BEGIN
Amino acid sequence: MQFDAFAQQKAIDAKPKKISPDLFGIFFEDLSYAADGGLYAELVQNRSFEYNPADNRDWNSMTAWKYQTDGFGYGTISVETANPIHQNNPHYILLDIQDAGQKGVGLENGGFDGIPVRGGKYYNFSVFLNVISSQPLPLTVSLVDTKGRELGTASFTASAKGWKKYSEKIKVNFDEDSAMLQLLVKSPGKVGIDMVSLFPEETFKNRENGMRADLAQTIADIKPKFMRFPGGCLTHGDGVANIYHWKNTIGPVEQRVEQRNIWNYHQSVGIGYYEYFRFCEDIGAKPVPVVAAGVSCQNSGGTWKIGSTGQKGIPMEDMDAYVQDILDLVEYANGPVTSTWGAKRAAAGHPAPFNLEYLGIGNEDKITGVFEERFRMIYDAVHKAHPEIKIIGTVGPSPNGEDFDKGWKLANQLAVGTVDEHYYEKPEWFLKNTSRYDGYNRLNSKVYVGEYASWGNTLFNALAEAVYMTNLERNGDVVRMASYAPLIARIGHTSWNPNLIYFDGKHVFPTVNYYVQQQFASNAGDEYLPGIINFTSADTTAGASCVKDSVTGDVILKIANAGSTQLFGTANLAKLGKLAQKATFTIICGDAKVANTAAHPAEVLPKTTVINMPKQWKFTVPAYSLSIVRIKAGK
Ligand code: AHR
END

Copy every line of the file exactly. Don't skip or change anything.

Amino acid sequence: MQFDAFAQQKAIDAKPKKISPDLFGIFFEDLSYAADGGLYAELVQNRSFEYNPADNRDWNSMTAWKYQTDGFGYGTISVETANPIHQNNPHYILLDIQDAGQKGVGLENGGFDGIPVRGGKYYNFSVFLNVISSQPLPLTVSLVDTKGRELGTASFTASAKGWKKYSEKIKVNFDEDSAMLQLLVKSPGKVGIDMVSLFPEETFKNRENGMRADLAQTIADIKPKFMRFPGGCLTHGDGVANIYHWKNTIGPVEQRVEQRNIWNYHQSVGIGYYEYFRFCEDIGAKPVPVVAAGVSCQNSGGTWKIGSTGQKGIPMEDMDAYVQDILDLVEYANGPVTSTWGAKRAAAGHPAPFNLEYLGIGNEDKITGVFEERFRMIYDAVHKAHPEIKIIGTVGPSPNGEDFDKGWKLANQLAVGTVDEHYYEKPEWFLKNTSRYDGYNRLNSKVYVGEYASWGNTLFNALAEAVYMTNLERNGDVVRMASYAPLIARIGHTSWNPNLIYFDGKHVFPTVNYYVQQQFASNAGDEYLPGIINFTSADTTAGASCVKDSVTGDVILKIANAGSTQLFGTANLAKLGKLAQKATFTIICGDAKVANTAAHPAEVLPKTTVINMPKQWKFTVPAYSLSIVRIKAGK
Ligand code: AHR